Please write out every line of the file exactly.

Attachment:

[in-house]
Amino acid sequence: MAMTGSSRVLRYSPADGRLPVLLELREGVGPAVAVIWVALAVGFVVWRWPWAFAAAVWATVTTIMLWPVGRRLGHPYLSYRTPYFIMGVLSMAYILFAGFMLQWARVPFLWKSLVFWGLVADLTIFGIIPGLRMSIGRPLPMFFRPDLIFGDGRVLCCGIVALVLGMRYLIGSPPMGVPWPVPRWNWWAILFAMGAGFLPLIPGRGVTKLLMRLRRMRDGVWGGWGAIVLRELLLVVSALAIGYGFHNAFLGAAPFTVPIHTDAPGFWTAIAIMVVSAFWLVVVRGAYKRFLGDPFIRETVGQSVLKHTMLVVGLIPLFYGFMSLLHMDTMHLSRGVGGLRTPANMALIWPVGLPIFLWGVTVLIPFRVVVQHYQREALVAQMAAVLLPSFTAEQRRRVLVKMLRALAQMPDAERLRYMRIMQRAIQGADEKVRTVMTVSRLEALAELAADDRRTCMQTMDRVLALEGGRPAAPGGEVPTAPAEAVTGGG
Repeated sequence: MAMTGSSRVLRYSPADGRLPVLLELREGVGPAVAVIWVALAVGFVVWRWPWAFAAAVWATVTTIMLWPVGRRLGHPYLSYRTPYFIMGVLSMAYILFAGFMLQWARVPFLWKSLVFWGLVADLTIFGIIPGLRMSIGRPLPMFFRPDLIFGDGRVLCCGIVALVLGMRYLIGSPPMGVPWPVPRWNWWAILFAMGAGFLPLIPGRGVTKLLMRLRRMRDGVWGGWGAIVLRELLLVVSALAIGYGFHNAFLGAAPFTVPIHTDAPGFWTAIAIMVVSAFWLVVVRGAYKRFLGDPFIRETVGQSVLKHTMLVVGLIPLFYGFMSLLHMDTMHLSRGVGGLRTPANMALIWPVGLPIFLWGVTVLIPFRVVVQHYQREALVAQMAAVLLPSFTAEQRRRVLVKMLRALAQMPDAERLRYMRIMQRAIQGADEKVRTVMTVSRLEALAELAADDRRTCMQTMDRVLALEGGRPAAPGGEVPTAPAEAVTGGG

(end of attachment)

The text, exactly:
[in-house]
Amino acid sequence: MAMTGSSRVLRYSPADGRLPVLLELREGVGPAVAVIWVALAVGFVVWRWPWAFAAAVWATVTTIMLWPVGRRLGHPYLSYRTPYFIMGVLSMAYILFAGFMLQWARVPFLWKSLVFWGLVADLTIFGIIPGLRMSIGRPLPMFFRPDLIFGDGRVLCCGIVALVLGMRYLIGSPPMGVPWPVPRWNWWAILFAMGAGFLPLIPGRGVTKLLMRLRRMRDGVWGGWGAIVLRELLLVVSALAIGYGFHNAFLGAAPFTVPIHTDAPGFWTAIAIMVVSAFWLVVVRGAYKRFLGDPFIRETVGQSVLKHTMLVVGLIPLFYGFMSLLHMDTMHLSRGVGGLRTPANMALIWPVGLPIFLWGVTVLIPFRVVVQHYQREALVAQMAAVLLPSFTAEQRRRVLVKMLRALAQMPDAERLRYMRIMQRAIQGADEKVRTVMTVSRLEALAELAADDRRTCMQTMDRVLALEGGRPAAPGGEVPTAPAEAVTGGG
Repeated sequence: MAMTGSSRVLRYSPADGRLPVLLELREGVGPAVAVIWVALAVGFVVWRWPWAFAAAVWATVTTIMLWPVGRRLGHPYLSYRTPYFIMGVLSMAYILFAGFMLQWARVPFLWKSLVFWGLVADLTIFGIIPGLRMSIGRPLPMFFRPDLIFGDGRVLCCGIVALVLGMRYLIGSPPMGVPWPVPRWNWWAILFAMGAGFLPLIPGRGVTKLLMRLRRMRDGVWGGWGAIVLRELLLVVSALAIGYGFHNAFLGAAPFTVPIHTDAPGFWTAIAIMVVSAFWLVVVRGAYKRFLGDPFIRETVGQSVLKHTMLVVGLIPLFYGFMSLLHMDTMHLSRGVGGLRTPANMALIWPVGLPIFLWGVTVLIPFRVVVQHYQREALVAQMAAVLLPSFTAEQRRRVLVKMLRALAQMPDAERLRYMRIMQRAIQGADEKVRTVMTVSRLEALAELAADDRRTCMQTMDRVLALEGGRPAAPGGEVPTAPAEAVTGGG